In Singapore, the Women’s Livelihood Bond (WLB) was arranged by the Impact Investment Exchange (IIX) in 2017. The bond is evaluated based on SDG-linked metrics, including Goal 5 (Gender Equality) Goal 8 (Decent Work and Economic Growth) and Goal 17 (Partnerships for the Goals). The WLB aims to empower 385,000 women in Cambodia, Vietnam and the Philippines through enhanced access to credit, market linkages, and affordable goods and services. With US$8 million raised, the bond demonstrates interest among international investors for responsible gender-lens financing.

In China, fintech conglomerate CreditEase launched a public welfare program called YiNongDai to fight poverty and empower women. YiNongDai has reached 200,000 rural women farmers in Henan Province so far, matching with clients through local NGOs and cooperatives and using phone apps equipped with blockchain technology. Small loans of up to Rmb 20,000 help these women diversify crops, buy livestock, or develop businesses such as shops at interest rates of 2% to 10% depending on the context. Zhang Yanbin, chairwomen of the Nanmazhuang Ecological Agricultural Products Cooperative, says of the program: “Funding inspires left-behind women to do something positive. Previously they have children to take care of and cannot do anything else, especially between the [planting and harvesting] seasons…But when they have funding, they begin to think about doing something: they develop a start-up spirit.”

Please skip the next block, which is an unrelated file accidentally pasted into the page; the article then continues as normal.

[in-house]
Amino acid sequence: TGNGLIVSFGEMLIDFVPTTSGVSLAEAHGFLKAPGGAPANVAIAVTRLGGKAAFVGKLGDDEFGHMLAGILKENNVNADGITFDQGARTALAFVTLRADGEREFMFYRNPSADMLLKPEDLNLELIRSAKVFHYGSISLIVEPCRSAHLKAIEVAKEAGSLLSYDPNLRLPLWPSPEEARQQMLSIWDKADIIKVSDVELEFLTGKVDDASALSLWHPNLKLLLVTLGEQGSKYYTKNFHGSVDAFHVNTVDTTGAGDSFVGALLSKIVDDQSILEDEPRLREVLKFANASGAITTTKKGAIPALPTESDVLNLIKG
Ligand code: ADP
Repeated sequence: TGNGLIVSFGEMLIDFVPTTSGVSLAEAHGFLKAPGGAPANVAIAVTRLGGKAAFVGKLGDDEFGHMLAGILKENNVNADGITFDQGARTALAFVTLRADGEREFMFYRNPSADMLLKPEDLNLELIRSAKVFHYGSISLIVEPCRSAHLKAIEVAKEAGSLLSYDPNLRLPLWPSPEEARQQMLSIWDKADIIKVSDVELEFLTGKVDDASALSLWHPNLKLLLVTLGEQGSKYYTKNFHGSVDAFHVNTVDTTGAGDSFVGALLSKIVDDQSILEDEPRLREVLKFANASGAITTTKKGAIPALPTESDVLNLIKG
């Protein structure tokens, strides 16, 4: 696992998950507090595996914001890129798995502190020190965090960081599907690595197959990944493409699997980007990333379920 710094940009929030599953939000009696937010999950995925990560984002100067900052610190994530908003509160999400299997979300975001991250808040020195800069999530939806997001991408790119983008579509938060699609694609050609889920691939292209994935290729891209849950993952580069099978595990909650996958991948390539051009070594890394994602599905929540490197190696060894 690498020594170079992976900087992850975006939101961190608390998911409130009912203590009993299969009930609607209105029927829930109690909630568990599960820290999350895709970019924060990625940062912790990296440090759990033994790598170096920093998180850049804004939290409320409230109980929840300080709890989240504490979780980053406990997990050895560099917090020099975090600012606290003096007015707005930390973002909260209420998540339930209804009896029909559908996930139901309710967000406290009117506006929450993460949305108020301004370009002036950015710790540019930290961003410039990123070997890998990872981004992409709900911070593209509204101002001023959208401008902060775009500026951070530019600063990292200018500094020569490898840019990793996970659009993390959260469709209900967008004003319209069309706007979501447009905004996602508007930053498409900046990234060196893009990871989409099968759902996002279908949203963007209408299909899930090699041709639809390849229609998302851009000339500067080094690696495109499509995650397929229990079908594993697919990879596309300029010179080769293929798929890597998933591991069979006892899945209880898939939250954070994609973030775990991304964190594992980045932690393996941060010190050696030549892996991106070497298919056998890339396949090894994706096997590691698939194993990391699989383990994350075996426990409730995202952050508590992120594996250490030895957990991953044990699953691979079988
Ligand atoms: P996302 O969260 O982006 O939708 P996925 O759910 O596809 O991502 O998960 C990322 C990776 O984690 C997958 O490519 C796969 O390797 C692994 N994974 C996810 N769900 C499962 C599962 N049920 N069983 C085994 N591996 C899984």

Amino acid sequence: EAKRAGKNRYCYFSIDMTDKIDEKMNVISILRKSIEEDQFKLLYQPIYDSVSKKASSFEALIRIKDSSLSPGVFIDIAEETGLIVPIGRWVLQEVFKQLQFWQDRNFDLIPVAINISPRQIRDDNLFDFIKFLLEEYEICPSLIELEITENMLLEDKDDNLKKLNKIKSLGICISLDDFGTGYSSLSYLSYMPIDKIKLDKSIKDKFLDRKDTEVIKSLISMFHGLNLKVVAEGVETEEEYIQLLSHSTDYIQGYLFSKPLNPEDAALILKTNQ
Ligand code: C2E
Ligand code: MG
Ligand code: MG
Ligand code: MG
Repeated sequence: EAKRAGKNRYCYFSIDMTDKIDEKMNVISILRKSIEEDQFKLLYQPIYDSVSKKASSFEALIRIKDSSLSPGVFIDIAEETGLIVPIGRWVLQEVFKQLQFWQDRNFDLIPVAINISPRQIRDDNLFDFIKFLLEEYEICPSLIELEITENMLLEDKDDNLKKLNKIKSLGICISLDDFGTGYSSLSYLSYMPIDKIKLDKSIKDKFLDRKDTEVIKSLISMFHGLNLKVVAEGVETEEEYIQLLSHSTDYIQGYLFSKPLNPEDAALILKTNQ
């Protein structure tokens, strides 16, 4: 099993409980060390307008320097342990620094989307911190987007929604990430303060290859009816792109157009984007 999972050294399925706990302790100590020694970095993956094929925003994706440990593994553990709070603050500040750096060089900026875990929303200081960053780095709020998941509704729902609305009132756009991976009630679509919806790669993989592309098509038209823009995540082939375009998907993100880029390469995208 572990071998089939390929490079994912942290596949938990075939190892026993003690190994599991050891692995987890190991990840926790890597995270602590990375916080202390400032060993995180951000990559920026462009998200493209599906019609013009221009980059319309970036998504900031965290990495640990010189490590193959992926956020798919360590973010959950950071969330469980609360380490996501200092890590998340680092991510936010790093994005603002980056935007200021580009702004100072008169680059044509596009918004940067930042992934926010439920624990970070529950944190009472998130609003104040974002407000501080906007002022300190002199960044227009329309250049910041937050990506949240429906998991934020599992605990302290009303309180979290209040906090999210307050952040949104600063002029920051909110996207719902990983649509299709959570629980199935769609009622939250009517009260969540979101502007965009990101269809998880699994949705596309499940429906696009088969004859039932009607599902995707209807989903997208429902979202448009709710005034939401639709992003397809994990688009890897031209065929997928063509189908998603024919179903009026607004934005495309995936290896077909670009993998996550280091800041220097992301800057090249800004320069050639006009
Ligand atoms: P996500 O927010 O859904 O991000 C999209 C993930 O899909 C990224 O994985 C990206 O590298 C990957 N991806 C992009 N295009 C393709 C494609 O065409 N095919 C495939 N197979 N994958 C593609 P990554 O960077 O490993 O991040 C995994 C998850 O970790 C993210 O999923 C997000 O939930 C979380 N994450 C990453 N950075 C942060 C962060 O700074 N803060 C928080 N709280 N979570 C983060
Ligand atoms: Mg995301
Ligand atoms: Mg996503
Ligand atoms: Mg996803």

International NGO Mercy Corps created the “Building Resilience Through the Integration of Gender and Empowerment” (BRIGE) project in Indonesia’s West Nusa Tenggara Province aimed to drive inclusive microfinance. Mercy Corps connected Bank Perkreditan Rakyat (national rural bank) with women’s farming cooperatives. The bank developed flexible and gender-responsive administrative policies as well as group-based mobile services, and conducted bespoke training sessions around the benefits of savings and maintaining a strong financial history. After participating in the BRIGE project, one woman farmer said, “I now realize that saving money under the pillows must be replaced with saving money at the bank.”

Looking Ahead

Responsible finance is a key enabler to drive progress towards the SDGs and ensure gender equity, especially in agriculture, a sector that relies heavily on women’s labor and stands to make strong gains by fostering and harnessing an entrepreneurial spirit in women.

And while investing in women farmers and agripreneurs is a core element of responsible finance, a gender-lens should be applied across the finance pipeline to include those who decide where capital is invested. At the end of 2019, the majority (65%) of venture capital firms globally did not have a single woman partner (although this is improving). Many organizations, including the OECD, Grow Asia, and WOMAG are placing increasing importance upon building capacity among industry professionals, including women, to drive responsible finance.

How to Engage

 If you are an investor, agribusiness, or agri-focused social enterprise, leverage the following opportunities and resources to integrate a gender-lens across your portfolio, investments, programs and processes. You can request direct engagement and support from the contacts listed.